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Global News and Analysis

David Graeber: Caring too much. That’s the curse of the working classes

Source: The Guardian Unlimited

Why has the basic logic of austerity been accepted by everyone? Because solidarity has come to be viewed as a scourge

“What I can’t understand is, why aren’t people rioting in the streets?” I hear this, now and then, from people of wealthy and powerful backgrounds. There is a kind of incredulity. “After all,” the subtext seems to read, “we scream bloody murder when anyone so much as threatens our tax shelters; if someone were to go after my access to food or shelter, I’d sure as hell be burning banks and storming parliament. What’s wrong with these people?” read more

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Global News and Analysis

David Graeber – Hostile Intelligence: Reflections from a Visit to the West Bank

Source: International Times

In Nablus, every street seems to have a men’s hair salon. There are literally thousands of them. Most stay open until at least 2 at night; often other than mosques they’re the only places lit up and open at two at night; and it seems any time you pass by one, there are likely to be four or five nicely coiffed young men clustered inside, watching someone get a haircut. The odd thing is that women’s hair salons seem entirely absent. Occasionally you do see impressive posters for women’s cosmetics and hair products; often, the women are blonde (and a surprising number of Palestinians in Nablus are, in fact, blonde; even children), but the shops are absent. I asked a friend why this was. He explained that while Palestinian society was traditionally considered the most liberal Arab society outside of Beirut, and young women never used to go with their hair covered, things started to change in the ‘90s with the political rise of Hamas. But in the case of women’s hair salons, there was another, much more immediate factor. During the ‘80s, Israeli intelligence agents began taking advantage of their existence to spike the sweet tea with knock-out drugs, and take nude pictures of women so as to blackmail their husbands into turning collaborator or informant.  So now women’s salons exist, but they’re not visible from the street, and women no longer take tea from strangers. read more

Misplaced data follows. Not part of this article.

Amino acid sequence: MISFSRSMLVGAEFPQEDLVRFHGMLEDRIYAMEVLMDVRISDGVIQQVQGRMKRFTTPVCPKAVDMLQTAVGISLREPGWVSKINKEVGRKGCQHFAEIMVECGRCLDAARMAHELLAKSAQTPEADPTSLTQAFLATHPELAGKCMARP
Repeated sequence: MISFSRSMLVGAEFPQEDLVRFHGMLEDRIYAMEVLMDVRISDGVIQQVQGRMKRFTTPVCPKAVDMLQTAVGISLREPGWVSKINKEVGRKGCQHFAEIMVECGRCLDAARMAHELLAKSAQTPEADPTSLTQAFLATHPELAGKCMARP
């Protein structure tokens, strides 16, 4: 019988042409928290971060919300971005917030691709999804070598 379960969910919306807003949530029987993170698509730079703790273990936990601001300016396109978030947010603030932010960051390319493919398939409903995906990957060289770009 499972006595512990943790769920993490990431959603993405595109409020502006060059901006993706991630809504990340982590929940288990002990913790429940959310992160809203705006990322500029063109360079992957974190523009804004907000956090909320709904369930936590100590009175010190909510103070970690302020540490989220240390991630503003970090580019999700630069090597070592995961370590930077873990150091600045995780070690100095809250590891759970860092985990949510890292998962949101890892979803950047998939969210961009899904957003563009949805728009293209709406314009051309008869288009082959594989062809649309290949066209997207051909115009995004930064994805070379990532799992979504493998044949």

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Global News and Analysis

Students are right to march against the markets. Why can’t education be free?

Source: The Guardian Unlimited

After the 2008 crash, the most sensible reform would have been to make the financial system more like education, not vice versa

There is a certain type of joy only felt the first time one makes history, and you can’t really describe to anyone who hasn’t experienced it. Yesterday about 10,000 young people from across the country discovered what it’s like.

19 November 2014, the date of the Free Education march, will surely be remembered as the start of a new student movement. Without the support of any major party or institution, abandoned even by their own National Union of Students, organisers nonetheless managed to mobilise thousands, including teenage college students and schoolchildren, supported by a smattering of veterans from the mobilisations of 2010. read more

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Global News and Analysis

David Graeber – Occupy Democracy is not considered newsworthy. It should be

Source: The Guardian Unlimited

Sleeping outside for an iPhone is OK, but do it in furtherance of democratic expression and you’re in trouble

You can tell a lot about the moral quality of a society by what is, and is not, considered news.

From last Tuesday, Parliament Square was wrapped in wire mesh. In one of the more surreal scenes in recent British political history, officers with trained German shepherds stand sentinel each day, at calculated distances across the lawn, surrounded by a giant box of fences, three metres high – all to ensure that no citizen enters to illegally practice democracy. Yet few major news outlets feel this is much of a story. read more

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Global News and Analysis

Savage capitalism is back – and it will not tame itself

Source: The Guardian Unlimited

Capitalists spread prosperity only when threatened by global rivalry, radical movements and the risk of uprisings at home

Back in the 90s, I used to get into arguments with Russian friends about capitalism. This was a time when most young eastern European intellectuals were avidly embracing everything associated with that particular economic system, even as the proletarian masses of their countries remained deeply suspicious. Whenever I’d remark on some criminal excess of the oligarchs and crooked politicians who were privatising their countries into their own pockets, they would simply shrug. read more